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Sign-offs and siggys and smileys. Are these and other e-mail snafus throwing you for a loop? Then read this before you hit send.
Janene Mascarella

The best way to sign off.
While you’re not going to “peace out” your vice president, signing off on a professional e-mail can cause some serious head-scratching. Sincerely, Take Care, Yours Truly -- which to choose? For some reason, Best is often deemed the universal brush-off. While it is professional, some people get hysterical when they see Best, says Rachel C. Weingarten, business-manners marketing maven and author of Career and Corporate Cool (Wiley, $22). It can come off as curt: What? I thought we had a better relationship than BEST! If your boss has Best-ed you, though, don’t sweat it. It’s probably not a snub, Weingarten explains. Often people just have no idea how to end an e-mail, and it’s just a way of putting something (anything) before their name. “I think Best is the tofu of sign-offs. It can mean anything,” she says. When in doubt, Weingarten suggests using My best or even All my best, which sound much warmer. And vaguely reminiscent of 1974.

Get the message?
When it comes to business communication, e-mails are the ultimate conversational tool -- but it’s tricky because they’re so open to interpretation. Surprisingly, emoticons (überannoying if overused) are not necessarily a no-no, says Weingarten. There are times when you want to temper what you’re saying. In person, physical gestures say so much -- you can say something harsh with a soft tone of voice. In an e-mail, the subtleties are gone. Used sparingly, emoticons can serve a purpose. “There are times I’ve gotten a smiley face from a client and it literally made my day,” Weingarten says. When quickly shooting off or scanning an e-mail, it’s also easy to misrepresent or misinterpret the meaning. Weingarten believes this is an instance where women and men in business differ. “Many men whom I deal with will not second- or triple-guess themselves wondering about wording or how [an e-mail] sounds,” she says, “while women tend to realize that someone might take it the wrong way or become more sensitive and reread it.” If you’ve opened an e-mail that at first glance seems rude, resist the urge to read between the lines. Oftentimes, it’s just the sender’s no-nonsense business style. Another noteworthy tip: When Weingarten’s e-mailing from her mobile, she includes a reference in her signature that says she’s on the road. That avoids anyone being put off if she seems abrupt or if there are spelling or grammar issues.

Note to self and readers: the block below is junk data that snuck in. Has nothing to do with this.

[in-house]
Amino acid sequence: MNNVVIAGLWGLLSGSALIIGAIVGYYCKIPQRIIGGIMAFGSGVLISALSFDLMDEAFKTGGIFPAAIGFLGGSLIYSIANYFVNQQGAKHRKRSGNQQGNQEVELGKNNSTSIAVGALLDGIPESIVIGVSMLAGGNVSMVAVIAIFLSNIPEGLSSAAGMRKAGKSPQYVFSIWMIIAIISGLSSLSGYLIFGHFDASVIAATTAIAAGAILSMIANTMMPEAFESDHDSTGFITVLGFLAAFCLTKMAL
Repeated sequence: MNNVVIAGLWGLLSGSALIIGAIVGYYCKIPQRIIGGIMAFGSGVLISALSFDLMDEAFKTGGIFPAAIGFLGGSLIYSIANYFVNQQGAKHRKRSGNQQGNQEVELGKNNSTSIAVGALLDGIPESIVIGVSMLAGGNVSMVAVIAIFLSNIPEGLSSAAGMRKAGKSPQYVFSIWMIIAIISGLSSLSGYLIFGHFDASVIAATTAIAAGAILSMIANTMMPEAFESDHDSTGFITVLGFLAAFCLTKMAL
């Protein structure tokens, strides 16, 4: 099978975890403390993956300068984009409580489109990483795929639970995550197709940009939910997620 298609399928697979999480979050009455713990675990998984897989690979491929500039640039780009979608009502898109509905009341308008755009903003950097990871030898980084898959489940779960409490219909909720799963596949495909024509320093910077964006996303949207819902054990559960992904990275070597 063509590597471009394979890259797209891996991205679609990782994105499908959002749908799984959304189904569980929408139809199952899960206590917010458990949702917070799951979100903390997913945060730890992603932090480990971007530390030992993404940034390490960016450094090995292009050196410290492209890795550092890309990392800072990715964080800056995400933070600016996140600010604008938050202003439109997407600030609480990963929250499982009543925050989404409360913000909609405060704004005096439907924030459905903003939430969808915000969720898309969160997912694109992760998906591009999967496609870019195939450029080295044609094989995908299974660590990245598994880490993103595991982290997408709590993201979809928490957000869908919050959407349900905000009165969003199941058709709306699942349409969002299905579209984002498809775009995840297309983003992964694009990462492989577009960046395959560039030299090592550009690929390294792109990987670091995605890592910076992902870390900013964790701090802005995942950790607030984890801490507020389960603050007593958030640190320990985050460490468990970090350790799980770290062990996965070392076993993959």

The Top 10 E-mail Turnoffs

Thou shall not:

10 Get overly cutesy or slang-happy in a professional e-mail. OMG -- your CEO might not LOL, K?

9 Skimp on the subject line. Sum it up appropriately or risk getting zapped by the delete button.

8 Miss the Mr. or Mrs. mark. In an awkward “It’s Pat” situation, instead of taking a lucky stab at gender, either take the time to find out or skip the title and go first name/ last name.

7 Send it off without running a spell-check. Even if you’re the spelling-bee champ three times over, “misteaks” can sneak in.

6 Sprinkle your message with flowery language. Get thee to the point. E-babbling = epic failure.

5 CC: for all to see. Treat someone’s e-mail address like a home phone number.

4 Send an irate, angry, or potentially embarrassing message. Pick up the phone and call, because the ghosts of e-mails past can come back to haunt you.

3 Use your work e-mail for personal time (read: racy). It could lead to the ultimate “out of office” response from your boss.

2 Go all willy-nilly with the wingdings.

1 Hit reply all. It’s the dumbest move of the century. In fact, Zappos.com keeps track of who “replies all” to company-wide e-mails and (in good fun) crowns offenders with a “reply all” hat of shame. This should be universal.